How to cite this article: Raca G, Artzer A, Thorson L, Huber S, Modaff P, Laffin J, Pauli RM. 2009. Array-based comparative genomic hybridization (aCGH) in the genetic evaluation of stillbirth. Am J Med Genet Part A 149A:2437–2443.
Article first published online: 28 OCT 2009
Copyright © 2009 Wiley-Liss, Inc.
American Journal of Medical Genetics Part A
Volume 149A, Issue 11, pages 2437–2443, November 2009
How to Cite
Raca, G., Artzer, A., Thorson, L., Huber, S., Modaff, P., Laffin, J. and Pauli, R. M. (2009), Array-based comparative genomic hybridization (aCGH) in the genetic evaluation of stillbirth. Am. J. Med. Genet., 149A: 2437–2443. doi: 10.1002/ajmg.a.33083
Amber Artzer and Laura Thorson contributed equally to this work.
- Issue published online: 28 OCT 2009
- Article first published online: 28 OCT 2009
- Manuscript Accepted: 27 JUL 2009
- Manuscript Received: 17 OCT 2008
- Department of Pathology and Laboratory Medicine, University of Wisconsin School of Medicine and Public Health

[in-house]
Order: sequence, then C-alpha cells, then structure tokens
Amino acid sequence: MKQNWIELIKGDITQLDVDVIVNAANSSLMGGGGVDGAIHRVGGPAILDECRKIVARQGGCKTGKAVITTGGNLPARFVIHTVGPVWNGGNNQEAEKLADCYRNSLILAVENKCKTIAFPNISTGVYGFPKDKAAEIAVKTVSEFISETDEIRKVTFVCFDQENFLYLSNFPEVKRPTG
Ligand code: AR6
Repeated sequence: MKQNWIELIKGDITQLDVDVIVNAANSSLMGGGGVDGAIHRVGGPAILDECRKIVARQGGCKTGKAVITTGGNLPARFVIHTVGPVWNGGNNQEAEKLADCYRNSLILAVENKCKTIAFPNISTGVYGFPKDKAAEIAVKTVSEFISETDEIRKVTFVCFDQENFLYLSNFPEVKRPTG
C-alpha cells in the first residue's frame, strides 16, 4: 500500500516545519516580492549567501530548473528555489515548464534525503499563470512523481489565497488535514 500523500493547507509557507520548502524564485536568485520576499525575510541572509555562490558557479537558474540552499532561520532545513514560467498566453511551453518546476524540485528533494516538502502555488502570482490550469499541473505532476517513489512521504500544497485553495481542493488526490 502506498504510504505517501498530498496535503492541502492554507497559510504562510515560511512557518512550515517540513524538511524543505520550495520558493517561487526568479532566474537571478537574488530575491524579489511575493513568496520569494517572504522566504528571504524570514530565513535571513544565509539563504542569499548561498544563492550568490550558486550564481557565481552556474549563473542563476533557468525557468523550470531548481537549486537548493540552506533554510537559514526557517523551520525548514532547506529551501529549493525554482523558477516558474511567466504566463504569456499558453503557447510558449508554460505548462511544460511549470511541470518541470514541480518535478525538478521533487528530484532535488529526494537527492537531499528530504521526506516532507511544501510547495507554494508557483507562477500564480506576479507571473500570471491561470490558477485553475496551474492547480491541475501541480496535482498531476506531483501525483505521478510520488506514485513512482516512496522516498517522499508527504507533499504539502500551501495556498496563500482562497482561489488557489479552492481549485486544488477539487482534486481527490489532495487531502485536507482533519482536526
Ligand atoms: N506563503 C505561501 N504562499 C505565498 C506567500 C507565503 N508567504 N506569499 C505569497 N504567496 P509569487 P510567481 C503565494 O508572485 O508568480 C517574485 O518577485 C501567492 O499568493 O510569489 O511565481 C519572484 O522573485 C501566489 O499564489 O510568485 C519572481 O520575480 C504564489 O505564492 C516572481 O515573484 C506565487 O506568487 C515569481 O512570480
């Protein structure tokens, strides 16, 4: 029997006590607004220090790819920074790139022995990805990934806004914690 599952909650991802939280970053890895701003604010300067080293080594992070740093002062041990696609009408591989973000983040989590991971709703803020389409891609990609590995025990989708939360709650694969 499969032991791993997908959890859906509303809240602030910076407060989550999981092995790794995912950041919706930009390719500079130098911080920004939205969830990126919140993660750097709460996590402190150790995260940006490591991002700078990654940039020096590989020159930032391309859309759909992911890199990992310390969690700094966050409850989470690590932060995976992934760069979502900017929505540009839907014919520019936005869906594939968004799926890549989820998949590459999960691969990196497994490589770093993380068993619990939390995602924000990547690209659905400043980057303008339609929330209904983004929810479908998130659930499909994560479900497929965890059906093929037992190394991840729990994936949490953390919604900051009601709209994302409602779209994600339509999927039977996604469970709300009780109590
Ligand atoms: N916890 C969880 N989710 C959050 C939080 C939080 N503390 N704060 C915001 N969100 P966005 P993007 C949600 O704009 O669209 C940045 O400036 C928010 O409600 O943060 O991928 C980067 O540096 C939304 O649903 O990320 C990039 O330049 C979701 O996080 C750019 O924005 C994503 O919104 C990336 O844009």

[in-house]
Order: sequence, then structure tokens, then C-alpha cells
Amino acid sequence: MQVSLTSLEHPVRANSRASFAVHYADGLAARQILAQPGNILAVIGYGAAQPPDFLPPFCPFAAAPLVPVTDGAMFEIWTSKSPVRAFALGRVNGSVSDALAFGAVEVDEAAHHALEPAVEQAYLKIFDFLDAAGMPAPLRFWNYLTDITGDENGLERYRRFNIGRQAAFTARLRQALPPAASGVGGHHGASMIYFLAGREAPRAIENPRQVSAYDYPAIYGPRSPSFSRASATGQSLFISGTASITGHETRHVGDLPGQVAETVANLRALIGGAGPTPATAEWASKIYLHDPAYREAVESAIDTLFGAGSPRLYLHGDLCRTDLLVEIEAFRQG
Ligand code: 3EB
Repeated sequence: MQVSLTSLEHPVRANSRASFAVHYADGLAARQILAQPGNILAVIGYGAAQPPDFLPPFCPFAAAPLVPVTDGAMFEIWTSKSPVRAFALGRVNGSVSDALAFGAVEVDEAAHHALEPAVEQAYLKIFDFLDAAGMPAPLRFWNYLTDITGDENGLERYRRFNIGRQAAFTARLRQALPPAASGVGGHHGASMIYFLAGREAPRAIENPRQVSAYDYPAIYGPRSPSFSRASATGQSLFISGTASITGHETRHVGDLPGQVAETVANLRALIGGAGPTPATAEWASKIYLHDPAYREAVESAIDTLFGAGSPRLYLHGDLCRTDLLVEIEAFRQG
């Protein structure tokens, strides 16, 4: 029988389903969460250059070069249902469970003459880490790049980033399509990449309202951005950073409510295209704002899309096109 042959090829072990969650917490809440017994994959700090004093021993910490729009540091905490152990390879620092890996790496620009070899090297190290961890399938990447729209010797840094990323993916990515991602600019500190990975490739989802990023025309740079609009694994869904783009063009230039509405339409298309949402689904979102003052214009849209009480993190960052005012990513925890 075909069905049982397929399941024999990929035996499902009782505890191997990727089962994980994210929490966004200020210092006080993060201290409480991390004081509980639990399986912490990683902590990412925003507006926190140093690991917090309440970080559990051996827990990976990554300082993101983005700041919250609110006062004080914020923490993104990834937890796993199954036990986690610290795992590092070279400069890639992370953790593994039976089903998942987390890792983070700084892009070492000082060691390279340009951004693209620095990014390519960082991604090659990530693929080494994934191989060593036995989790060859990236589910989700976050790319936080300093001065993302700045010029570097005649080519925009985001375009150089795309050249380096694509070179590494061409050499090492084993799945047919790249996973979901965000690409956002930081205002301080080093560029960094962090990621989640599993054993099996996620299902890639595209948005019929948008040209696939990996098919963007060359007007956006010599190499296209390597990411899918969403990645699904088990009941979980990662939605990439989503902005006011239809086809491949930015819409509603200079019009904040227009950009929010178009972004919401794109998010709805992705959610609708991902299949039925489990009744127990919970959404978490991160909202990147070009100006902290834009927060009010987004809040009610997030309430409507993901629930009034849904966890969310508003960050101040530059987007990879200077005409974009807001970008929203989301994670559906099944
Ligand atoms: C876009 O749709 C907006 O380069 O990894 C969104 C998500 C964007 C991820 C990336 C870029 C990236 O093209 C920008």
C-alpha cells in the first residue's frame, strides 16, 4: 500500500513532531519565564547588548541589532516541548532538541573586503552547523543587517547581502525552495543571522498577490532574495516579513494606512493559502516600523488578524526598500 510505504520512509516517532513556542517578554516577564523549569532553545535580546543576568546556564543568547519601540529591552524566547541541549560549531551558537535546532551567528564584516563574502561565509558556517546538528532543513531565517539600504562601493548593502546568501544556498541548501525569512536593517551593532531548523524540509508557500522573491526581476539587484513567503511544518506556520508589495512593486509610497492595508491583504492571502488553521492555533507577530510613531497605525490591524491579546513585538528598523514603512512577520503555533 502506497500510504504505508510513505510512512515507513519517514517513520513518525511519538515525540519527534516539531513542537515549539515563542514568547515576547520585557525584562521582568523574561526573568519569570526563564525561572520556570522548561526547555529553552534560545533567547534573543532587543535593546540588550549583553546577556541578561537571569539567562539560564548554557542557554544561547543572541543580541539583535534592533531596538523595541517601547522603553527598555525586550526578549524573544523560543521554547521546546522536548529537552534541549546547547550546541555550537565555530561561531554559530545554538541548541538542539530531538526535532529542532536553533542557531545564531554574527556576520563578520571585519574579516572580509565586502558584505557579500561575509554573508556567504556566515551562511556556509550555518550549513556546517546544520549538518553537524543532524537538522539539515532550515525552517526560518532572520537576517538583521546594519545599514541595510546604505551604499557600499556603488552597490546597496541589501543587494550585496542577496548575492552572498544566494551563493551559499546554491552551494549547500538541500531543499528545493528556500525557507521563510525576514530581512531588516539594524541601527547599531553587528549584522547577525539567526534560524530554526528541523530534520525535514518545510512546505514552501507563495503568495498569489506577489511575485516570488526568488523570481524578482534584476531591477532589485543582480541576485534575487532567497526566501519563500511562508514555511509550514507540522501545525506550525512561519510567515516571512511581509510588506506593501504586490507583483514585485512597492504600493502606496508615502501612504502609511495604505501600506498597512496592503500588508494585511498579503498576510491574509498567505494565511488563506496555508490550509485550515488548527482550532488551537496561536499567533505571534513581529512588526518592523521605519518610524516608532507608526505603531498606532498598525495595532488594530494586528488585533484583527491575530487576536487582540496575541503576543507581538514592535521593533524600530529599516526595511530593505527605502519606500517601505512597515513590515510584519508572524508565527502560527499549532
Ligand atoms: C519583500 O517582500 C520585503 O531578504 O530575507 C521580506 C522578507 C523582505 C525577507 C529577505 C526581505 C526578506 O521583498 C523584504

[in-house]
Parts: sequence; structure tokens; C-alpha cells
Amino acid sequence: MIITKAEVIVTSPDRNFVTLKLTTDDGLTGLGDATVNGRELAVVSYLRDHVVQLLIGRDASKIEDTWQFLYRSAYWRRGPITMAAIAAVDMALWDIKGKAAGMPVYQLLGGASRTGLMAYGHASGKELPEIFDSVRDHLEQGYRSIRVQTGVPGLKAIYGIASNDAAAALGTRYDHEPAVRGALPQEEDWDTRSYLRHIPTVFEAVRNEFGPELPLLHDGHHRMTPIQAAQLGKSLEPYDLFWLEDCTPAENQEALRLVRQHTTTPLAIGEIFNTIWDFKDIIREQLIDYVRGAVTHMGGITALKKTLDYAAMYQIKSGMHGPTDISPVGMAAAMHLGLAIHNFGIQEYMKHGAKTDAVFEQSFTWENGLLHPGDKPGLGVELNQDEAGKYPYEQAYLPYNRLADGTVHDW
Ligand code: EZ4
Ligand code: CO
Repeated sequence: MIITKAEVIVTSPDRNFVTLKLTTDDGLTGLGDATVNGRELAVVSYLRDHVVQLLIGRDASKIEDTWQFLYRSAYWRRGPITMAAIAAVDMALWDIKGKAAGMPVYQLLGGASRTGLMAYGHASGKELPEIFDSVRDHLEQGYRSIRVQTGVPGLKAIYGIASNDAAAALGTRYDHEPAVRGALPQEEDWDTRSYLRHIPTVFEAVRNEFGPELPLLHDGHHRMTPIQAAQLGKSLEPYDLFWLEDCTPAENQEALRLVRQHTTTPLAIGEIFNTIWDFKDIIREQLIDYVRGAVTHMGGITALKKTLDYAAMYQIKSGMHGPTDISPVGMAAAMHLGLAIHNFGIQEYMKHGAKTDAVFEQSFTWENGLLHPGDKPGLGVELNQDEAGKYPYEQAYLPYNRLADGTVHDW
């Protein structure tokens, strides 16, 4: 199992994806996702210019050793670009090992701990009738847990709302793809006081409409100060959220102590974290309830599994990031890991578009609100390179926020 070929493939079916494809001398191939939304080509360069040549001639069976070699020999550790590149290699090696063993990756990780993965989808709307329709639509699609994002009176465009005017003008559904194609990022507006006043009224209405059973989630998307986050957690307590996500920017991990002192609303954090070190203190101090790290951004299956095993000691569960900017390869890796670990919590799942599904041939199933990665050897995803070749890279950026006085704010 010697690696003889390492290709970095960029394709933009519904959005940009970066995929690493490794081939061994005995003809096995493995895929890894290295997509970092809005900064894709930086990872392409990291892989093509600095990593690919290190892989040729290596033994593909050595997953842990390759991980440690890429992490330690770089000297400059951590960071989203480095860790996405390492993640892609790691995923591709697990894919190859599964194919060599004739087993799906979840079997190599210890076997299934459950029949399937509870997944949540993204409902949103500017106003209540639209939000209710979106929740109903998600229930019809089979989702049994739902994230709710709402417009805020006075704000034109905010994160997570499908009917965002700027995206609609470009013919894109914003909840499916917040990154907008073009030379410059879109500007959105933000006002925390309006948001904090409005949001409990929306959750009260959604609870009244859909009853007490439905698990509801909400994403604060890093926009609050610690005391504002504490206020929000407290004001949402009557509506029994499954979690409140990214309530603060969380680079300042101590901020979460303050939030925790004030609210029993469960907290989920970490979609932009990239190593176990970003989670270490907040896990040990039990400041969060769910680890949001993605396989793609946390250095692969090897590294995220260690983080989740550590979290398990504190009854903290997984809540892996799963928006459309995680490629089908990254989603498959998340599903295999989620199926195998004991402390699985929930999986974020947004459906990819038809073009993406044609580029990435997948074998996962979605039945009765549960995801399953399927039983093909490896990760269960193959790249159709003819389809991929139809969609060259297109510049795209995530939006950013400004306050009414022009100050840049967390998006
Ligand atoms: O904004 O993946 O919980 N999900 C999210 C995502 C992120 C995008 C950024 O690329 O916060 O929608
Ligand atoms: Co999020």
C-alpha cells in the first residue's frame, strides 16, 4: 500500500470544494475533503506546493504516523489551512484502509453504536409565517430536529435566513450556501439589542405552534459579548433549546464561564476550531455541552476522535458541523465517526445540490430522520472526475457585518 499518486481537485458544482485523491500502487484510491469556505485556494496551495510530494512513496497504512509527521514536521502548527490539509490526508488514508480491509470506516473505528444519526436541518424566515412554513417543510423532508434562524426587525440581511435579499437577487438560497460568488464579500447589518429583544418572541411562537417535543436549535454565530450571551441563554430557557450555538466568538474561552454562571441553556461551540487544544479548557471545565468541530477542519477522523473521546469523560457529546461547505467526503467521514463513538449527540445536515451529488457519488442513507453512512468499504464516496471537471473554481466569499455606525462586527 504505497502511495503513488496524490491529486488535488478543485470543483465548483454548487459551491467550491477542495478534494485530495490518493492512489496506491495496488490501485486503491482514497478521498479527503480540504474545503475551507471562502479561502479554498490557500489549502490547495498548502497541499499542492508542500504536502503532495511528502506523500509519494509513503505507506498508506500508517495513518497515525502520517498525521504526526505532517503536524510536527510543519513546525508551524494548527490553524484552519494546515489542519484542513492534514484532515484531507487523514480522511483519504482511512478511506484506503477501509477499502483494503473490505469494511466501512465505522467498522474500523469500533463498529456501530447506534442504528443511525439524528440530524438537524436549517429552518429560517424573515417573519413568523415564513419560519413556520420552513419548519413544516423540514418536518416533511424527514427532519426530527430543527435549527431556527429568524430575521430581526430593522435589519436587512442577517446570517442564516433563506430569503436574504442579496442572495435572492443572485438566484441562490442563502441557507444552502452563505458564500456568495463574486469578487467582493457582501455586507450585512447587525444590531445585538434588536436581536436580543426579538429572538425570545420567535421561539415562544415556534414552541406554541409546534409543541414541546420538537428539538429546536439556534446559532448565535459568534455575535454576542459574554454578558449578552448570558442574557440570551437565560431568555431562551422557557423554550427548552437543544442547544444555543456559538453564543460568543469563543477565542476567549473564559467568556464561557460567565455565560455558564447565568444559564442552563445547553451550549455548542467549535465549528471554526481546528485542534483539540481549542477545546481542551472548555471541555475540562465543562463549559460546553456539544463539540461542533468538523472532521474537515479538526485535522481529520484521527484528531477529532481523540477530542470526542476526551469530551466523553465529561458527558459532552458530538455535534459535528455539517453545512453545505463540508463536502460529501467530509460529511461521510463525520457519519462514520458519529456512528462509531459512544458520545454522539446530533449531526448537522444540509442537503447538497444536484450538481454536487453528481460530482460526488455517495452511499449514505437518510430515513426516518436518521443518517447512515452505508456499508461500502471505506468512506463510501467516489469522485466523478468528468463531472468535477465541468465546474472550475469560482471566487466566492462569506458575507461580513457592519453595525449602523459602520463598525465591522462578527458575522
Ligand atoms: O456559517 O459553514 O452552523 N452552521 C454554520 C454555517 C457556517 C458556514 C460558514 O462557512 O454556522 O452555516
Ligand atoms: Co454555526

- chromosomal abnormalities;
- intrauterine death;
- fetal death
This study examined the utility of array-based comparative genomic hybridization (aCGH) in detecting genetic abnormalities associated with late pregnancy loss. Comparisons were made with classic cytogenetics to test whether aCGH represents a superior methodology for the clinical evaluation of stillbirth. Stillborn infants were selected for aCGH testing from the Wisconsin Stillbirth Service Program (WiSSP) database and tissue bank, based on abnormal clinical findings (presence of at least two abnormalities of two different organs or parts of the body). aCGH analysis was successfully completed in 15 cases which met the clinical criteria and for which sufficient amount of high quality DNA was recovered from archival material. The testing was performed using commercially available 1 Mb BAC arrays. Among 15 tested stillborns, aCGH detected two abnormalities (trisomy 21 and an unbalanced translocation between chromosomes 3 and 10), for an overall detection rate of 13% in stillborns with malformations who had normal or unobtainable cytogenetic results. This preliminary study supports the clinical value of aCGH testing in diagnostic evaluation of stillborns with congenital anomalies. © 2009 Wiley-Liss, Inc.